Docker, RCE, Phishing, Btrfs, Security, Element, SQLite
Fixing docker build files, oh joy. Matrix-Commander, so broken. "COPY matrix-commander.py . -> COPY matrix_commander/matrix_commander.py matrix-commander.py" and now it works, sooo annoying. Why it's broken? Why it's not already fixed, I guess I should push merge request. Ref: matrix-commander/docker/Dockerfile (@ GitHub).
"An attacker is be able to cause unexpected application termination or arbitrary code execution" - So classic, I've found couple of these. Usually in C programs. Those mistakes rarely happen with pure Python apps.
Got ridiculous phishing mail, there they wanted to supply us what we need. They didn't specify at all what it would be. I'm sure they'll say that they happen to have "just that" whatever I request. I just need to prepay with Monero (XMR) (@ Wikipedia) and then they'll air ship "it" to us. - Sounds like a lucrative plan, maybe I should be in that business as well?
Btrfs sub-allocation disinformation? Is everyone just repeating this disinformation without checking the facts? I encountered discussion where people were really happily telling that that Btrfs supports and uses tail-packing. But that doesn't seem to be true. It does support data-inlining in leaf-node. Btw. Ext4 also supports data-inlining. But that's not technically same thing as tail packing / sub-allocation / tail merging. If I write file which is 1 block + 1 byte. Btrfs will allocate 2 full blocks. If I write 100 of such files, well, obviously 200 blocks will get allocated. If tail-packing would be supported, the number of blocks allocated would be much less. Or even if the last 1 byte block would be inlined. Or it cloud be "blocks of data" + last block inlined in the directory leaf-node, but nope. That won't happen either. I call bad smell about sub-allocation talks with Btrfs (@ Wikipedia) at least so far. - I did find some nerd asking about this back in 2012, and the answer was the same. Yet after that there has been countless disinformation posts, which claim tail block merging. Duh! (Or #filefrag program is giving out serious disinformation, that's also a possibility) - I'm not saying it's bad, it's just annoying how widely disinformation is being spread. Whole point of extents is to make managing large number of smaller blocks efficient. It doesn't make big difference: if small blocks are efficiently joined by extents, or if large blocks are shared by multiple files utilizing sub-allocation. Both improve space usage. - If anyone has links / facts about this thing, I'm really curious to hear!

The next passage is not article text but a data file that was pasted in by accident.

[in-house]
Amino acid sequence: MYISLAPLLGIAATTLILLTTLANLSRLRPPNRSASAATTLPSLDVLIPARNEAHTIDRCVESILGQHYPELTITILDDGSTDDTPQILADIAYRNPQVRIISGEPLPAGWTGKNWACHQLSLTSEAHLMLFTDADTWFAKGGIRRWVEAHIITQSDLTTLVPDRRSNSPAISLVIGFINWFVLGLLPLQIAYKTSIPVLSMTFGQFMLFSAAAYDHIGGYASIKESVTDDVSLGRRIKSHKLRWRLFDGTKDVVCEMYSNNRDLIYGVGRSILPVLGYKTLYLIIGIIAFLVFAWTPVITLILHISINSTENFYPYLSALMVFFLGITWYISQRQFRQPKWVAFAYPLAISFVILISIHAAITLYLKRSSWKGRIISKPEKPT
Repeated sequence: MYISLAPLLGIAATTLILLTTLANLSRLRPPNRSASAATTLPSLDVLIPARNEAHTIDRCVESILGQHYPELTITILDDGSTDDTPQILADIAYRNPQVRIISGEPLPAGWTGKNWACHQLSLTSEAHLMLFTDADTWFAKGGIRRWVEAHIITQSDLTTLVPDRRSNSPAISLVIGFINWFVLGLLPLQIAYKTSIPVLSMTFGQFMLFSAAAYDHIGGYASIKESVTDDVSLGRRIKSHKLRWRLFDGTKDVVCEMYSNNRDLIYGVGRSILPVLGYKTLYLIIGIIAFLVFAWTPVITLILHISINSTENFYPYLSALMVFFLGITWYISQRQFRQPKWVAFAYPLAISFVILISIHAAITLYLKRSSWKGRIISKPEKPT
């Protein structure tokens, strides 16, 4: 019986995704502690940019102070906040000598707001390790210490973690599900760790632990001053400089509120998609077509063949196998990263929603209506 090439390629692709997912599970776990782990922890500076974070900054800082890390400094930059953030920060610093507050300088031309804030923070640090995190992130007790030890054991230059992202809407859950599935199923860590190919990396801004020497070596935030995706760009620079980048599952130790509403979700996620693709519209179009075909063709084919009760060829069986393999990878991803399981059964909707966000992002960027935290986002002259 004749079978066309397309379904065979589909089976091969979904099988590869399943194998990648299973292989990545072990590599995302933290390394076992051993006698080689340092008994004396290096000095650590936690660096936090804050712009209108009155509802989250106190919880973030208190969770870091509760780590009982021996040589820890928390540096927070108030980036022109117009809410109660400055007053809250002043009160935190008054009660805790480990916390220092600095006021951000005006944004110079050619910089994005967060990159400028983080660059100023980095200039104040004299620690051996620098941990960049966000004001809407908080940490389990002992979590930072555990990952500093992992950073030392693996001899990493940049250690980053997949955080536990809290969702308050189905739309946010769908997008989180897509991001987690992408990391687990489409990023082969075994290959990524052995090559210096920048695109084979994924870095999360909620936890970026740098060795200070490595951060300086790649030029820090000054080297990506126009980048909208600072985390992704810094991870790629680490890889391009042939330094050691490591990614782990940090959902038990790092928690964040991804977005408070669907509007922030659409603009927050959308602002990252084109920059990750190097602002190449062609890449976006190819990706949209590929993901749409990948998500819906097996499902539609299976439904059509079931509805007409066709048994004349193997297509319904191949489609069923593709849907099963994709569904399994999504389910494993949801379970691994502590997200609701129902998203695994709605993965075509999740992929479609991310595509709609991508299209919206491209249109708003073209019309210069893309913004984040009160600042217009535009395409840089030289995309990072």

I always split technical and theoretical security. Theoretical security is based on policy, that something should be or should not be done. But violating that policy is technically possible. Technical security means that doing the thing is extremely hard, even if they really would like to break their policies. That's why policy based security is such a bad idea. As example site is anonymous, but all identifying information is stored. Then it's not anonymous. Even if the information isn't given out in normal circumstances, it's still possible to dig it up, when needed. If it's actually anonymous, there's no information to dig even if administrators would desperately want it.
Element Android audio message feature is totally broken. The message content is almost always lost when trying to send message longer than a few seconds. I'm totally lost how they can implement it so badly. It's almost like intentional trolling. In this one case Element on Android doesn't show edits. So if user posts ["1", "1,2", "1,2,3"] sequence using edit, updating the string with new value, only the first value is shown. After clearing cache and reloading data the last version is shown. Classic. Someone asked, if this is a user problem. Hmm, hard to see how it would be. But it just tells that something is inherently really broken in the ways they handle data.
SQLite3 Fiddle (@ sqlite.org) - SQL database play field and sandbox in browser. I don't need it, but it's excellent play field for many. Highly recommended.